Let’s Lift the Veil on Asylum Seekers

veilingWhile adherence to prevailing notions of political correctness has generated strong pressure for acceptance of large scale immigration for perceived humanitarian reasons, consideration of outcomes has been accorded little attention. The current source for mass asylum seeking is coming almost entirely from the Muslim nations of North Africa and the Middle East. Without exception the governments of these nations are characterised by high levels of repression, corruption and incompetence. Economic stagnation is pervasive, relieved only by lavish non-productive spending where oil wealth is available.

Rarely do any of these governments change peacefully through an open fair election.  Coups, revolutions or the death of a leader is the norm for any change in regime. Often this is then accompanied by a period of civil violence, commonly reaching extreme levels until some faction prevails, only to re-establish similar, or even worse, levels of repression, corruption and incompetence. That this pattern is so widespread, pervasive and persistent in these nations makes it unlikely to be only a matter of random mischance. It is difficult to avoid considering that it must arise from some common, underlying propensities which manifest as ongoing high levels of intolerance, repression, corruption, intractable factionalism, extreme violence and fanatical commitment to differing fundamentalist religious interpretations.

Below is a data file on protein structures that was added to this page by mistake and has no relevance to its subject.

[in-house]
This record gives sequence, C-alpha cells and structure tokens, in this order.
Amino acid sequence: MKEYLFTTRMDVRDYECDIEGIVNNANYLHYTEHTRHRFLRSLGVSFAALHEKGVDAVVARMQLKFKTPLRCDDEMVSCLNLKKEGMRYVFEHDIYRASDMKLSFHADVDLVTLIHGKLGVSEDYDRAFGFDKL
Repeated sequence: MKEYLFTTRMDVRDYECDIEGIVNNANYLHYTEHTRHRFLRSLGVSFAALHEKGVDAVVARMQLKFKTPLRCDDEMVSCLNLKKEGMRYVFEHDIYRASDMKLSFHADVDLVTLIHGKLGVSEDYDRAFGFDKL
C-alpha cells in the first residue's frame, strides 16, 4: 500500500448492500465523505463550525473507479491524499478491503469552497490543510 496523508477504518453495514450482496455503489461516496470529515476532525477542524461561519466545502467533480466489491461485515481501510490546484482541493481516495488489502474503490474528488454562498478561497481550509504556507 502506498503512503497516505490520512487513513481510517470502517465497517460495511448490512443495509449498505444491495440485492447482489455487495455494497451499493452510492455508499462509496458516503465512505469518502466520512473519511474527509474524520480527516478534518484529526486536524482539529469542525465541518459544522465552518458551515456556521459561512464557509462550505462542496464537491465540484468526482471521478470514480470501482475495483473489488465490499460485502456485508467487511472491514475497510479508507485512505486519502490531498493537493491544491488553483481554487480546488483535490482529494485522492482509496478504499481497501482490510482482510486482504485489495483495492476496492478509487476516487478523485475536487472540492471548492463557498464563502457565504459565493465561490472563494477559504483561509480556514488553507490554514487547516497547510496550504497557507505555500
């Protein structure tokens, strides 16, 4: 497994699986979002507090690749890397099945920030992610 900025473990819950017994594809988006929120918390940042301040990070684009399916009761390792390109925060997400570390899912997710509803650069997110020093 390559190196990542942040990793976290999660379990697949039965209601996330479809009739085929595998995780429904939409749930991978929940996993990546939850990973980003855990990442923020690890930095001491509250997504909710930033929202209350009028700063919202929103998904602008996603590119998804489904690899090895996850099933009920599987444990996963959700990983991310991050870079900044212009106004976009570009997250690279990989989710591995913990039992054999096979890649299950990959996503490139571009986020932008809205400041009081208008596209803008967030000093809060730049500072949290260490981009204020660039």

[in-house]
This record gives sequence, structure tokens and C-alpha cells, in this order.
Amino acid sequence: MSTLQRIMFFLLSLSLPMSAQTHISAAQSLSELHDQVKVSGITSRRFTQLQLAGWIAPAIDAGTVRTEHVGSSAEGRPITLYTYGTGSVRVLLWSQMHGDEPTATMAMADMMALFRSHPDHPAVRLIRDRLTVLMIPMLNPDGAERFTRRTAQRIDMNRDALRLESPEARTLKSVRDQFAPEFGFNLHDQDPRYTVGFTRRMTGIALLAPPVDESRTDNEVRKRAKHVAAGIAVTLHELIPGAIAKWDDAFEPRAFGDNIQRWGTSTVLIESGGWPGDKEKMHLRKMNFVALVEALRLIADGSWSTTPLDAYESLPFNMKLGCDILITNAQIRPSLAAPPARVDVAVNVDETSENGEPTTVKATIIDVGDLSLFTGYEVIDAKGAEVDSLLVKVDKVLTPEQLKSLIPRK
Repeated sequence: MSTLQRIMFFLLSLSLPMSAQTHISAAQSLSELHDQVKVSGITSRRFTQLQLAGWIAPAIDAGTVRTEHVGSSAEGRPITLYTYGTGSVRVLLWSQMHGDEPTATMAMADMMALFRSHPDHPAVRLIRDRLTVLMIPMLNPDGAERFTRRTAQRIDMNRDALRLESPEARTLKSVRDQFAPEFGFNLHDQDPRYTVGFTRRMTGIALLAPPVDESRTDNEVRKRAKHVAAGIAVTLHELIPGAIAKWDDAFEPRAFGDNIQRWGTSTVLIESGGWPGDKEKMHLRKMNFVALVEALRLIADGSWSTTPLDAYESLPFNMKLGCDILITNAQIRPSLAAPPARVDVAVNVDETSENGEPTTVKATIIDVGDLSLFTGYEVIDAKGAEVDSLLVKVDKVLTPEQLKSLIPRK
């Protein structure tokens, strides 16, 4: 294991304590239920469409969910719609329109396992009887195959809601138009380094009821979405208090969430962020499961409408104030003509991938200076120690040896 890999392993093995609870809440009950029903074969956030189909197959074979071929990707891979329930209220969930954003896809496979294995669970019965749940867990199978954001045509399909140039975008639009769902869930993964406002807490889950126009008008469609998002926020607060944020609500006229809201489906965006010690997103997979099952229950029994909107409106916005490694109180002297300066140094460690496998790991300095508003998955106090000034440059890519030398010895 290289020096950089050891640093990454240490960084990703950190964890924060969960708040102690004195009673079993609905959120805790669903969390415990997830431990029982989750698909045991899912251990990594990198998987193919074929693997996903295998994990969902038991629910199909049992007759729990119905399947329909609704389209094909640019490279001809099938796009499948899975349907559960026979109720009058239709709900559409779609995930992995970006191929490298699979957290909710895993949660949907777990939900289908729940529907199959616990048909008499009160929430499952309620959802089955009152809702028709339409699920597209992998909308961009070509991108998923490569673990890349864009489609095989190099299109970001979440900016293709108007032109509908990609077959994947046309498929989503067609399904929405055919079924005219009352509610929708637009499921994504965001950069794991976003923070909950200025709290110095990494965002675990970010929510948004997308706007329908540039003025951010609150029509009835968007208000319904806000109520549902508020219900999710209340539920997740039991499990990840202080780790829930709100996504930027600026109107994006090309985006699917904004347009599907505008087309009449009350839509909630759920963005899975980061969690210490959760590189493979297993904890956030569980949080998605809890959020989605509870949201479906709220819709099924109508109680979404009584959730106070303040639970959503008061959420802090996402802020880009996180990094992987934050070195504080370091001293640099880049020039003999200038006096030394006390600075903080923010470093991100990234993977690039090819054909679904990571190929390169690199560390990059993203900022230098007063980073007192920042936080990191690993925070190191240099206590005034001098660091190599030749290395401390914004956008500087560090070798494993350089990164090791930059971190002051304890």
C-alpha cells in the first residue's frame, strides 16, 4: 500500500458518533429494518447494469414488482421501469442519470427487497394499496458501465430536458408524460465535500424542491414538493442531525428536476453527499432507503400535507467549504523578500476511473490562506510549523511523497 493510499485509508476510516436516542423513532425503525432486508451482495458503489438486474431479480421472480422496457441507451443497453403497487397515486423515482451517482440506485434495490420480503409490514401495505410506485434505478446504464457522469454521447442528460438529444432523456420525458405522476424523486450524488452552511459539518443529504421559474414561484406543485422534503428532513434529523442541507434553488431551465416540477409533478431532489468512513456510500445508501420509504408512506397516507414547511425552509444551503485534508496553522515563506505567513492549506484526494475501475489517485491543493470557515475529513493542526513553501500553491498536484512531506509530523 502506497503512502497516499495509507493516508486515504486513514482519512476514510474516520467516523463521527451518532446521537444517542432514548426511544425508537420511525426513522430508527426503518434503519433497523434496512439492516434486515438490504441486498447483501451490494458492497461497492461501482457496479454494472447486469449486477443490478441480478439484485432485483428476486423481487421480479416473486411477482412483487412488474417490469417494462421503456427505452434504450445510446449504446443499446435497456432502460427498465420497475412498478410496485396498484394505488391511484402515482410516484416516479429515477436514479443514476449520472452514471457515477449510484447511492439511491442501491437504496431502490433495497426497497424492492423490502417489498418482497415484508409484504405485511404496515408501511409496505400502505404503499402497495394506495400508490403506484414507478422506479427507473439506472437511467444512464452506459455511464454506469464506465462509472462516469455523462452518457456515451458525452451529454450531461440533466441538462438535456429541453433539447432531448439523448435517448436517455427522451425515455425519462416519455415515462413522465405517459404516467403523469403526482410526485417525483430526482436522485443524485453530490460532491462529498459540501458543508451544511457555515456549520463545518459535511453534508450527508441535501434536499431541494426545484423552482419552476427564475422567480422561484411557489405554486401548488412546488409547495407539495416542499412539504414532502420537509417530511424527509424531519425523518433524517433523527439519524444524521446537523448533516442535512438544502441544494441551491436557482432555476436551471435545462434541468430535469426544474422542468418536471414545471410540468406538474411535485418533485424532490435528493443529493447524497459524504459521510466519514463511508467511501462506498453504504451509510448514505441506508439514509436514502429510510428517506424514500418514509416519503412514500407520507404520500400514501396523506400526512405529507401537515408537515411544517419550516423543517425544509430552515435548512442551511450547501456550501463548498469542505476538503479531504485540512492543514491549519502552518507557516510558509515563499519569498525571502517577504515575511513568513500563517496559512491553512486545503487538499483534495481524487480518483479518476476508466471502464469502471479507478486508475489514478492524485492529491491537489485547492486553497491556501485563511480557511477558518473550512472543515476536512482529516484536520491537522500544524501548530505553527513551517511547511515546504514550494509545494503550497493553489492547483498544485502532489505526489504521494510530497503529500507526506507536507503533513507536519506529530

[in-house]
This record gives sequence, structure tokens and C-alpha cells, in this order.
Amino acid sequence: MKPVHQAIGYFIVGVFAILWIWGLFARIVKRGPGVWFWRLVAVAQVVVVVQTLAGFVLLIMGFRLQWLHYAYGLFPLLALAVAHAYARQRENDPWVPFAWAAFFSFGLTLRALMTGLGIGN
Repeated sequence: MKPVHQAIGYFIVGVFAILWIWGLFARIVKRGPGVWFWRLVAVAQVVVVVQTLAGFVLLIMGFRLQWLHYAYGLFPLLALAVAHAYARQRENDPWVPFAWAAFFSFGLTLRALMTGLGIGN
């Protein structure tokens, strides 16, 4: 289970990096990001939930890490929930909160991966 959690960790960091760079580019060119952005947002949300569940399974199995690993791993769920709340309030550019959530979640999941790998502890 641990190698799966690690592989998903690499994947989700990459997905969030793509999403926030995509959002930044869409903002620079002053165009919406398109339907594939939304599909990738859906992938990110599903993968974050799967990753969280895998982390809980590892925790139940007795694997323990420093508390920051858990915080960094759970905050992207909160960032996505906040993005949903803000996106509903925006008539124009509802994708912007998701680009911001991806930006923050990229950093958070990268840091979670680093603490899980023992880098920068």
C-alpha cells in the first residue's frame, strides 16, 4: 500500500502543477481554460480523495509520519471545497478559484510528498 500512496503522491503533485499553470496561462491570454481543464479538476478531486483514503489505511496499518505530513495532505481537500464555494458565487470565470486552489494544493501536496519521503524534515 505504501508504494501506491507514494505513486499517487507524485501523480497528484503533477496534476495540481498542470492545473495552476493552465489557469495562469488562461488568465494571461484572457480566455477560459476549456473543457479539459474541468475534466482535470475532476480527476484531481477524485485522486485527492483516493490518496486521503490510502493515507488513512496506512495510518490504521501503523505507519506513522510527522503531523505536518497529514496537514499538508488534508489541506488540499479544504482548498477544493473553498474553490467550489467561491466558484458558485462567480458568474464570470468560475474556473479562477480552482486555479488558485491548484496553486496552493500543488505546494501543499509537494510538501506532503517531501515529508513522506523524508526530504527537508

High levels of such immigrants present a significant problem in bringing with them these propensities. This risk must then be compounded if the same tendencies also serve to strongly inhibit assimilation into the host culture and increase still further if poor assimilation leads to concentration in ghettos where the social malaise which drove the emigration continues to be propagated. Meanwhile the dysfunction in the source nations continues apace with no sign of improvement and any facilitation of immigration elsewhere is likely to only encourage an even greater wave of refugees.

Continuation of cultural practices which clearly violate the laws of the host country are already common, and demands for legal recognition of sharia law are beginning to be made.  In a democratic system, where a voting bloc of 10% of an electorate can determine the outcome of elections, it is only a matter of time before demands for such recognition start to be granted on some level and then, inevitably, expanded. The question of whether accepting large numbers of such refugees alleviates human suffering or spreads it deserves careful consideration.

Although our own governments like to pay lip service to evidence-based policy, they tend to do little to develop or assess such evidence. In Australia we already have a well-established and mostly capable government body which could readily produce the evidence needed in this regard. This is the Australian Bureau of Statistics, and all government need do is request it be done.

Existing immigration statistics are largely restricted to overall numbers for different regions and a limited amount of data on the composition of immigrant families.  For a genuine evidence-based policy on immigration and refugees much more information about the detailed demographics of asylum seekers and other immigrants is essential.  A much clearer picture is needed of who they are, where they come from, how and why they come, what they bring in the way of skills, where they settle, their employment, education, health and welfare requirements, crime statistics, connections with militant fundamentalism and terrorism, as well as the general nature of their assimilation or lack thereof.